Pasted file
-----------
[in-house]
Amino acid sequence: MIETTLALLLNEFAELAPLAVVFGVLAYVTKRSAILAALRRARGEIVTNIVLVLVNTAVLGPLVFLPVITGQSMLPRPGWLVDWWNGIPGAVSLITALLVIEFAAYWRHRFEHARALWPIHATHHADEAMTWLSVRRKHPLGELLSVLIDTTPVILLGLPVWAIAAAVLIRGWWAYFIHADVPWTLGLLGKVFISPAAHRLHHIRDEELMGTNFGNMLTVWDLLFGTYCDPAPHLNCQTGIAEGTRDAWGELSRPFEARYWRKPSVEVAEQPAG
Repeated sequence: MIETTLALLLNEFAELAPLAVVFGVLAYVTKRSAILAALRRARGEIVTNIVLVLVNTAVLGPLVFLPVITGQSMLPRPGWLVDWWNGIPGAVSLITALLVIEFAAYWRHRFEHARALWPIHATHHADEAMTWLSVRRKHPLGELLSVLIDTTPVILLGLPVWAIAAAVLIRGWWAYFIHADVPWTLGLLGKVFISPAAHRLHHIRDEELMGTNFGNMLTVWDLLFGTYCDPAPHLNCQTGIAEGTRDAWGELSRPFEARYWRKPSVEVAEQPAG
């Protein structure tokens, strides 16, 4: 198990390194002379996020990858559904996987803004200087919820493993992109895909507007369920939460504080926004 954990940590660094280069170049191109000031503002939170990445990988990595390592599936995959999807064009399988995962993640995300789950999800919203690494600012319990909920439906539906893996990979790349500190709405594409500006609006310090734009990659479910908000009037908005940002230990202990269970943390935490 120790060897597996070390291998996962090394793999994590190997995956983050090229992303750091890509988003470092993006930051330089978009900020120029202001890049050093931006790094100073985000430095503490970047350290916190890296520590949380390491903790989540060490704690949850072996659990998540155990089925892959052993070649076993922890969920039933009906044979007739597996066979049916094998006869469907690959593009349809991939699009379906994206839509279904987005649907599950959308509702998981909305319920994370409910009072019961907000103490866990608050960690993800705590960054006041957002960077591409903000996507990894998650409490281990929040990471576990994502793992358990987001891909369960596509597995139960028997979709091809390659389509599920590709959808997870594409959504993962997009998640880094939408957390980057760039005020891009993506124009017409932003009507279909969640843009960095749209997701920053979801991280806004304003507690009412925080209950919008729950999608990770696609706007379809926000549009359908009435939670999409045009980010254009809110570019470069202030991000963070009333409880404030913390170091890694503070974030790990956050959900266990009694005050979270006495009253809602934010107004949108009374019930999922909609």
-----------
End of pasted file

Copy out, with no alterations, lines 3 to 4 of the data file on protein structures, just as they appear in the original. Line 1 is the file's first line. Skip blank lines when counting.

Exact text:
Repeated sequence: MIETTLALLLNEFAELAPLAVVFGVLAYVTKRSAILAALRRARGEIVTNIVLVLVNTAVLGPLVFLPVITGQSMLPRPGWLVDWWNGIPGAVSLITALLVIEFAAYWRHRFEHARALWPIHATHHADEAMTWLSVRRKHPLGELLSVLIDTTPVILLGLPVWAIAAAVLIRGWWAYFIHADVPWTLGLLGKVFISPAAHRLHHIRDEELMGTNFGNMLTVWDLLFGTYCDPAPHLNCQTGIAEGTRDAWGELSRPFEARYWRKPSVEVAEQPAG
């Protein structure tokens, strides 16, 4: 198990390194002379996020990858559904996987803004200087919820493993992109895909507007369920939460504080926004 954990940590660094280069170049191109000031503002939170990445990988990595390592599936995959999807064009399988995962993640995300789950999800919203690494600012319990909920439906539906893996990979790349500190709405594409500006609006310090734009990659479910908000009037908005940002230990202990269970943390935490 120790060897597996070390291998996962090394793999994590190997995956983050090229992303750091890509988003470092993006930051330089978009900020120029202001890049050093931006790094100073985000430095503490970047350290916190890296520590949380390491903790989540060490704690949850072996659990998540155990089925892959052993070649076993922890969920039933009906044979007739597996066979049916094998006869469907690959593009349809991939699009379906994206839509279904987005649907599950959308509702998981909305319920994370409910009072019961907000103490866990608050960690993800705590960054006041957002960077591409903000996507990894998650409490281990929040990471576990994502793992358990987001891909369960596509597995139960028997979709091809390659389509599920590709959808997870594409959504993962997009998640880094939408957390980057760039005020891009993506124009017409932003009507279909969640843009960095749209997701920053979801991280806004304003507690009412925080209950919008729950999608990770696609706007379809926000549009359908009435939670999409045009980010254009809110570019470069202030991000963070009333409880404030913390170091890694503070974030790990956050959900266990009694005050979270006495009253809602934010107004949108009374019930999922909609």